Did You Know the Canary Islands Have Their Own Bumblebee?

The Canary Islands has its own unique bumblebee - find out all about it here!
Did You Know the Canary Islands Have Their Own Bumblebee?
Georgelin Espinoza Medina

Written and verified by the biologist Georgelin Espinoza Medina.

Last update: 09 January, 2023

The Canary Islands is a Spanish archipelago with a total area of 7447 square kilometers, formed by 7 major islands and several islets. It has a great diversity of animals – more than 17,000 terrestrial species, and around 7,760 marine species. It also has many autochthonous beings – species that only inhabit this area. And, curiously, the Canary Islands have their own bumblebee! Find out all about it here!

This insect is called the Canary Island bumblebee and scientifically Bombus terrestris canariensis, making it a subspecies of the common bumblebee. However, some experts consider it a separate species. If you’re intrigued by it already, then we invite you to read all about it and get to know this particular specimen, without the need to travel to the archipelago.

Where does the Canary Islands bumblebee live?

A bee.
Bombus terrestris canariensis.

Although we’ve already mentioned that it’s an endemic species of this archipelago, it’s interesting to note that you can’t find it just anywhere on the islands. It is, however, found on almost all the major islands (El Hierro, La Palma, La Gomera, Tenerife, and Gran Canaria), although it isn’t on Lanzarote. In Fuerteventura, it has been artificially introduced for the pollination of some crops, such as tomatoes.

Characteristics of the endemic Canary Islands bumblebee

The bumblebee belongs to the group of arthropods. Specifically, in the order Hymenoptera order, and the Apidae family, along with regular bees. They have a robust, wide and hairy body, as they’re covered by long, compact bristles.

They are black, but are easily distinguished by a white stripe at the end of the abdomen. In addition, males have yellow to reddish hairs on the second segment of the dorsum.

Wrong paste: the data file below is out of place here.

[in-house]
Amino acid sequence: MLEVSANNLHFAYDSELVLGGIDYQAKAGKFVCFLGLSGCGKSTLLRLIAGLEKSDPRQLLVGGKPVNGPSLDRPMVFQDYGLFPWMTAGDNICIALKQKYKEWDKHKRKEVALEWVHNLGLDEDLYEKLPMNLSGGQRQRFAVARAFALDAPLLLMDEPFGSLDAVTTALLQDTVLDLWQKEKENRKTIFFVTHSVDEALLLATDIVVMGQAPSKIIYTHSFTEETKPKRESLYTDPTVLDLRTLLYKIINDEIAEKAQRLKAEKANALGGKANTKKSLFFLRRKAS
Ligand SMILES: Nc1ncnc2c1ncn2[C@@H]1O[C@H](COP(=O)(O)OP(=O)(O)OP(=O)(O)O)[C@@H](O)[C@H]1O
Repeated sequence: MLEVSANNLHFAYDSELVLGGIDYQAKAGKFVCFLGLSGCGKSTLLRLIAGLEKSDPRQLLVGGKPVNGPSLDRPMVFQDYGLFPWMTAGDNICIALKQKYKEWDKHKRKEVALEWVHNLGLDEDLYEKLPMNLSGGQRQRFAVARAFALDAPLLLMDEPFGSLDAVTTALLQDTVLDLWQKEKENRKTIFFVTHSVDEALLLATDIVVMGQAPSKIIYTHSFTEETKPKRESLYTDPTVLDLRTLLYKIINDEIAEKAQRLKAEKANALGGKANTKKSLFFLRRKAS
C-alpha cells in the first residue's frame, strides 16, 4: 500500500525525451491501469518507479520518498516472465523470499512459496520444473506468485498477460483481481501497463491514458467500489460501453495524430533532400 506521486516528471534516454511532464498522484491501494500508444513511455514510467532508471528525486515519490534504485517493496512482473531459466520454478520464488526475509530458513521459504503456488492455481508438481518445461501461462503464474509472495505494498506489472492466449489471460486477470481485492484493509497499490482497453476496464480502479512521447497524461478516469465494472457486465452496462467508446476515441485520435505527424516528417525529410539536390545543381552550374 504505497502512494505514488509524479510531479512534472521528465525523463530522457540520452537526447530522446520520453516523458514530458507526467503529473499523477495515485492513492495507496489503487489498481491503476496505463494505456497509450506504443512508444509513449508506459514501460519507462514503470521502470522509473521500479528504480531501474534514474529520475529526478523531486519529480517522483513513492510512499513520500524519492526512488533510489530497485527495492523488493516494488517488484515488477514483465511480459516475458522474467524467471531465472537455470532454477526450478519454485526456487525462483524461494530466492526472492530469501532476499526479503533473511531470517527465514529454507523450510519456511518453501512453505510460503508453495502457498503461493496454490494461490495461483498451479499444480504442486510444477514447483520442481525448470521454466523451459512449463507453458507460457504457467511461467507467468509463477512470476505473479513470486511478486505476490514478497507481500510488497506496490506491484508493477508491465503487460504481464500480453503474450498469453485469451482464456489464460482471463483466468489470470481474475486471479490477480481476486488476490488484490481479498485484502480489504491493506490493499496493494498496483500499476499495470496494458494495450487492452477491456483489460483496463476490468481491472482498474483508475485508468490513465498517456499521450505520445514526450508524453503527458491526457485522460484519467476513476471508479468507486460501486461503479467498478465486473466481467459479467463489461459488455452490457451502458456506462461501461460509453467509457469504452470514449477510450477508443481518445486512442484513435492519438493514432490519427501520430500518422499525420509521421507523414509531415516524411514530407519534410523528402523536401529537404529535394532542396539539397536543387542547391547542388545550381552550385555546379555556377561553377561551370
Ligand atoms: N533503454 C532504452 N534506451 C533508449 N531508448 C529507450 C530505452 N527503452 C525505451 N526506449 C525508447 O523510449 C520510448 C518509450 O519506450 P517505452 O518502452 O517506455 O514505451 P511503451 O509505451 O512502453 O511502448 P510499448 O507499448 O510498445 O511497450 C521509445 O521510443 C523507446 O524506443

The whitish stripe on the abdomen allows it to be commonly called the white-tailed bumblebee.

Canary bumblebees are social insects, as are other types of Hymenoptera. There are members with different functions within the colony. In particular, we have the queens that are in charge of laying the eggs, the workers that maintain and feed the young, and the males or drones that are useful for reproduction.

The castes have different sizes, the queens are the largest, measuring between 20 and 23 millimeters in length (nearly an inch), followed by the males who are around to 17 millimeters (two-thirds of an inch). Finally, the smallest are the workers, from 14 to 16.

It’s also necessary to know that males or drones don’t have a stinger.


This animal feeds on nectar and pollen, which is why it’s of great importance as a pollinator of various types of flowering plants. It’s a generalist, which means that it has no preference for any particular species.

Life cycle

Bumblebees have an ephemeral life, since they have an annual cycle. This begins with the copulation of young queens and males after they become adults. During autumn, the queens disperse and consume food in appropriate quantities, because they’re preparing to hibernate in a quiet and dry place. It’s the only caste that can carry out this process.